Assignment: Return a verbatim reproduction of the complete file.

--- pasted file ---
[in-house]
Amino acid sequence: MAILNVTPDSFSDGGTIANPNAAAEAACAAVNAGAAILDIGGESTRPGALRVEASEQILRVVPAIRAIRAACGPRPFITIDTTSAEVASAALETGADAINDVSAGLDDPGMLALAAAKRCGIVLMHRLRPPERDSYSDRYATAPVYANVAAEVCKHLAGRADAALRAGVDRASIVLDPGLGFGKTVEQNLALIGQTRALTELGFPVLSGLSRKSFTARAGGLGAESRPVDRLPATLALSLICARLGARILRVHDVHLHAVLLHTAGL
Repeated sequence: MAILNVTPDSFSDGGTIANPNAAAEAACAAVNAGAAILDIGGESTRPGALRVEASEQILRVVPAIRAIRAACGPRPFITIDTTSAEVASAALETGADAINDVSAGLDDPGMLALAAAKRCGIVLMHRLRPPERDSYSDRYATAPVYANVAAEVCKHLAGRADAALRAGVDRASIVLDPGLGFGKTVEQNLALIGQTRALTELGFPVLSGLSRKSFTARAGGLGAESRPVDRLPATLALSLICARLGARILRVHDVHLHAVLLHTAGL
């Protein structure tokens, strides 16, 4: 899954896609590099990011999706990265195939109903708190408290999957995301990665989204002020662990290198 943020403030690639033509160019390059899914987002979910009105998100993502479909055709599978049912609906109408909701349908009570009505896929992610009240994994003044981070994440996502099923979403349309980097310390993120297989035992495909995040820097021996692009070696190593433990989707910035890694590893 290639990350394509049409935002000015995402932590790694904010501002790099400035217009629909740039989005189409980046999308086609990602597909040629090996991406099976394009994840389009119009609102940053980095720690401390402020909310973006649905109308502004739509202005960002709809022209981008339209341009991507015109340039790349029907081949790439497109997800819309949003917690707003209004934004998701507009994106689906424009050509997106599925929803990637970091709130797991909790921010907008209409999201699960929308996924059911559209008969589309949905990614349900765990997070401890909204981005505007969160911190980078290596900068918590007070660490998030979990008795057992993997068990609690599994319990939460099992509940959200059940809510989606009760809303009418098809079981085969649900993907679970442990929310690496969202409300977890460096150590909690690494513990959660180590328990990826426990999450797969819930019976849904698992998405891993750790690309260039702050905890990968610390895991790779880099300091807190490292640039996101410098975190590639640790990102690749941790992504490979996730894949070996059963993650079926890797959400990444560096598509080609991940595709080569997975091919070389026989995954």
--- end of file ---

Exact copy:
[in-house]
Amino acid sequence: MAILNVTPDSFSDGGTIANPNAAAEAACAAVNAGAAILDIGGESTRPGALRVEASEQILRVVPAIRAIRAACGPRPFITIDTTSAEVASAALETGADAINDVSAGLDDPGMLALAAAKRCGIVLMHRLRPPERDSYSDRYATAPVYANVAAEVCKHLAGRADAALRAGVDRASIVLDPGLGFGKTVEQNLALIGQTRALTELGFPVLSGLSRKSFTARAGGLGAESRPVDRLPATLALSLICARLGARILRVHDVHLHAVLLHTAGL
Repeated sequence: MAILNVTPDSFSDGGTIANPNAAAEAACAAVNAGAAILDIGGESTRPGALRVEASEQILRVVPAIRAIRAACGPRPFITIDTTSAEVASAALETGADAINDVSAGLDDPGMLALAAAKRCGIVLMHRLRPPERDSYSDRYATAPVYANVAAEVCKHLAGRADAALRAGVDRASIVLDPGLGFGKTVEQNLALIGQTRALTELGFPVLSGLSRKSFTARAGGLGAESRPVDRLPATLALSLICARLGARILRVHDVHLHAVLLHTAGL
């Protein structure tokens, strides 16, 4: 899954896609590099990011999706990265195939109903708190408290999957995301990665989204002020662990290198 943020403030690639033509160019390059899914987002979910009105998100993502479909055709599978049912609906109408909701349908009570009505896929992610009240994994003044981070994440996502099923979403349309980097310390993120297989035992495909995040820097021996692009070696190593433990989707910035890694590893 290639990350394509049409935002000015995402932590790694904010501002790099400035217009629909740039989005189409980046999308086609990602597909040629090996991406099976394009994840389009119009609102940053980095720690401390402020909310973006649905109308502004739509202005960002709809022209981008339209341009991507015109340039790349029907081949790439497109997800819309949003917690707003209004934004998701507009994106689906424009050509997106599925929803990637970091709130797991909790921010907008209409999201699960929308996924059911559209008969589309949905990614349900765990997070401890909204981005505007969160911190980078290596900068918590007070660490998030979990008795057992993997068990609690599994319990939460099992509940959200059940809510989606009760809303009418098809079981085969649900993907679970442990929310690496969202409300977890460096150590909690690494513990959660180590328990990826426990999450797969819930019976849904698992998405891993750790690309260039702050905890990968610390895991790779880099300091807190490292640039996101410098975190590639640790990102690749941790992504490979996730894949070996059963993650079926890797959400990444560096598509080609991940595709080569997975091919070389026989995954």